# While the Old Testament is easy pickings, the New also encourages some rather dubious practices like picking up snakes and drinking deadly poison a claiming a true believer will remain unharmed (Mark 16).

    # The god you believe in must have got it wrong first time, changed his mind or developed a new sense of morality. Not a good trait for the omnipotent.

    # The is plenty of indication that Jesus accepted all the commands in the old testament (Matt 5:7 “Do not think that I have come to abolish the Law or the Prophets; I have not come to abolish them but to fulfil them). If my bible teaching is remembered correctly wasn’t it Paul, post Christ, that started changing the rules?

    # There is no clear indication of what was cancelled and what was changed according to this ‘New Covenant’. The OT has been used to justify horrors like burning people at the stake and gay bashing – surely those passages should have been superseded? But many Christians seem to think not. Why think Leviticus has been?

    # Last but most important, even if a new covenant was entered into it doesn’t address the point of the post. Christians have to accept that since the beginning of Mankind until just a couple of thousand years ago people were commanded and encouraged to do some pretty bizarre, discriminatory and murderous things.

    ReplyDelete
  3. So you accept that this was a strawman question that you already knew the answer to.

    At least we're making some progress with your honesty now.

    ;-)

    ReplyDelete
  4. Straw man? Even if I did know the answer to a question I asked how does that make it a straw man? You seem to not know what the straw man fallacy is.

    But I asked if my interpretation is wrong - I don't believe it is - but that does not make it in any way an invalid question let alone a fallacy.

    You seem to be suggesting it was by using a get out clause I cannot see the logic of. I assume that your current change of tack means that you cannot justify the logic of it either.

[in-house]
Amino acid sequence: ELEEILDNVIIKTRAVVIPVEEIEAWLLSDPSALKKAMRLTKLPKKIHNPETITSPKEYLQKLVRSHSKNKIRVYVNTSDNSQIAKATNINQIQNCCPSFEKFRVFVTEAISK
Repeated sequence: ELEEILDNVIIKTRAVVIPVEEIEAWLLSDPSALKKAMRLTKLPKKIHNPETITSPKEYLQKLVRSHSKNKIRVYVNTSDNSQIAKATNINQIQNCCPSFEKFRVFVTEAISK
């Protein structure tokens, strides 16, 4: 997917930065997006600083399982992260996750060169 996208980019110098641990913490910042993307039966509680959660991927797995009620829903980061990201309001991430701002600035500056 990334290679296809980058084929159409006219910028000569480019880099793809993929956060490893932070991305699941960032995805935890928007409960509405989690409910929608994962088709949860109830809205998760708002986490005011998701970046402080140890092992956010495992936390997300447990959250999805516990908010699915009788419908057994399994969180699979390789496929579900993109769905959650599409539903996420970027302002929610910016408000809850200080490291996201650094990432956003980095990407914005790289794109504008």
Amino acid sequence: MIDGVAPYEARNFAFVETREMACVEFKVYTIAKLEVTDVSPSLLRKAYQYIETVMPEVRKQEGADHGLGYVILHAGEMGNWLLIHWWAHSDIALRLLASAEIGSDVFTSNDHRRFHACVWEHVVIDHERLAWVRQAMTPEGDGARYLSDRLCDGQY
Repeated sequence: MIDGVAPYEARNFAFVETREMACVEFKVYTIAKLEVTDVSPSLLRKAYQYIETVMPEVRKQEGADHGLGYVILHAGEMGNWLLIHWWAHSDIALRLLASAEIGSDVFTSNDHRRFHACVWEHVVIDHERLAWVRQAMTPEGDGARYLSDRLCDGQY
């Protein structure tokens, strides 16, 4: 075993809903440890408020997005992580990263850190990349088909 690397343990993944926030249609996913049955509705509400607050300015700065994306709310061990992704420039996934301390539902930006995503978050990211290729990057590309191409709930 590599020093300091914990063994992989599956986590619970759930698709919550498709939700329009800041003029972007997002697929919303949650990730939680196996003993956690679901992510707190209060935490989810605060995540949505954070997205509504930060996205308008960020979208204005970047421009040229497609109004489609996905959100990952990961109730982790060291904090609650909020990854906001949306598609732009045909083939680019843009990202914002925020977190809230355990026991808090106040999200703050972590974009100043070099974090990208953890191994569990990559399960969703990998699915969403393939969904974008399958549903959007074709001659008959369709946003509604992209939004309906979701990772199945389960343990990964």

ReplyDelete
  5. You accept that you knew what the mainstream Christian position would be on this question would be before you asked it.

    Anyone who has had a Christian upbringing (as you claim to have) had would know that:

    *The descendants of Aaron referred to in this passage of scripture formed the Jewish temple priestly caste.
    *The altar of the Lord refers to holy of holies of the Jerusalem temple that could only be approached by the temple priests.
    *The temple and the priesthood no longer exist, having been destroyed by the Romans in AD70.
    *Jesus mixed with the sick, disfigured, leprous and others considered to be "unclean" by the Jewish religious authorities of the time and attracted criticism from groups such as the Pharisees for this behaviour.
    *Jesus' perfect sacrifice on the cross rendered the need for temple sacrifice for the atonement of sin redundant (according to Christian theology).


    Therefore your question "Does this mean that the disabled or disfigured can not recieve the sacrament or is my interpretation wrong?" is entirely facetious since, having had a Christian upbringing, you must have known that according to Christian theology your interpretation WAS wrong and that this passage from Leviticus refers to a specific group of people (the temple priesthood) in a specific place (the holy of holies of the Jerusalem temple) in a time past (prior the the temple destruction in 70AD) and is not (and never has been) required of Christians.